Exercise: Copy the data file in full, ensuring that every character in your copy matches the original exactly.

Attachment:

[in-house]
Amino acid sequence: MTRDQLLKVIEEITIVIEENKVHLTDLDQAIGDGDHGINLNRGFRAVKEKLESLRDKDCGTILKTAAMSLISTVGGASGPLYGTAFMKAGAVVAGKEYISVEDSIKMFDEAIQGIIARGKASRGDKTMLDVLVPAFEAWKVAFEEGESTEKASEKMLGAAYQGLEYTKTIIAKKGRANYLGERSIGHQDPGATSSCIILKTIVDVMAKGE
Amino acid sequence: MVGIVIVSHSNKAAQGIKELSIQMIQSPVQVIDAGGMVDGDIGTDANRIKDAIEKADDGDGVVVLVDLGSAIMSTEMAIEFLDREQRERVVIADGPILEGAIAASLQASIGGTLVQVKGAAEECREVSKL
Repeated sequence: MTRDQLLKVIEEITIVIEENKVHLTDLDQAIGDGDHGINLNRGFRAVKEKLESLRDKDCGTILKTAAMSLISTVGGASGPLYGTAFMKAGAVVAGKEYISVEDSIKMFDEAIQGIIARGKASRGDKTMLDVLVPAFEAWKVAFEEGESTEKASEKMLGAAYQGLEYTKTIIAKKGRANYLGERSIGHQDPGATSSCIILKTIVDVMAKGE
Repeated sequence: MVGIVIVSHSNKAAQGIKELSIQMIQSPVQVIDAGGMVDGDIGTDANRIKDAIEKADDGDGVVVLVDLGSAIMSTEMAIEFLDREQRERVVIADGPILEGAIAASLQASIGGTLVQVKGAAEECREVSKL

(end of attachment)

[in-house]
Amino acid sequence: MTRDQLLKVIEEITIVIEENKVHLTDLDQAIGDGDHGINLNRGFRAVKEKLESLRDKDCGTILKTAAMSLISTVGGASGPLYGTAFMKAGAVVAGKEYISVEDSIKMFDEAIQGIIARGKASRGDKTMLDVLVPAFEAWKVAFEEGESTEKASEKMLGAAYQGLEYTKTIIAKKGRANYLGERSIGHQDPGATSSCIILKTIVDVMAKGE
Amino acid sequence: MVGIVIVSHSNKAAQGIKELSIQMIQSPVQVIDAGGMVDGDIGTDANRIKDAIEKADDGDGVVVLVDLGSAIMSTEMAIEFLDREQRERVVIADGPILEGAIAASLQASIGGTLVQVKGAAEECREVSKL
Repeated sequence: MTRDQLLKVIEEITIVIEENKVHLTDLDQAIGDGDHGINLNRGFRAVKEKLESLRDKDCGTILKTAAMSLISTVGGASGPLYGTAFMKAGAVVAGKEYISVEDSIKMFDEAIQGIIARGKASRGDKTMLDVLVPAFEAWKVAFEEGESTEKASEKMLGAAYQGLEYTKTIIAKKGRANYLGERSIGHQDPGATSSCIILKTIVDVMAKGE
Repeated sequence: MVGIVIVSHSNKAAQGIKELSIQMIQSPVQVIDAGGMVDGDIGTDANRIKDAIEKADDGDGVVVLVDLGSAIMSTEMAIEFLDREQRERVVIADGPILEGAIAASLQASIGGTLVQVKGAAEECREVSKL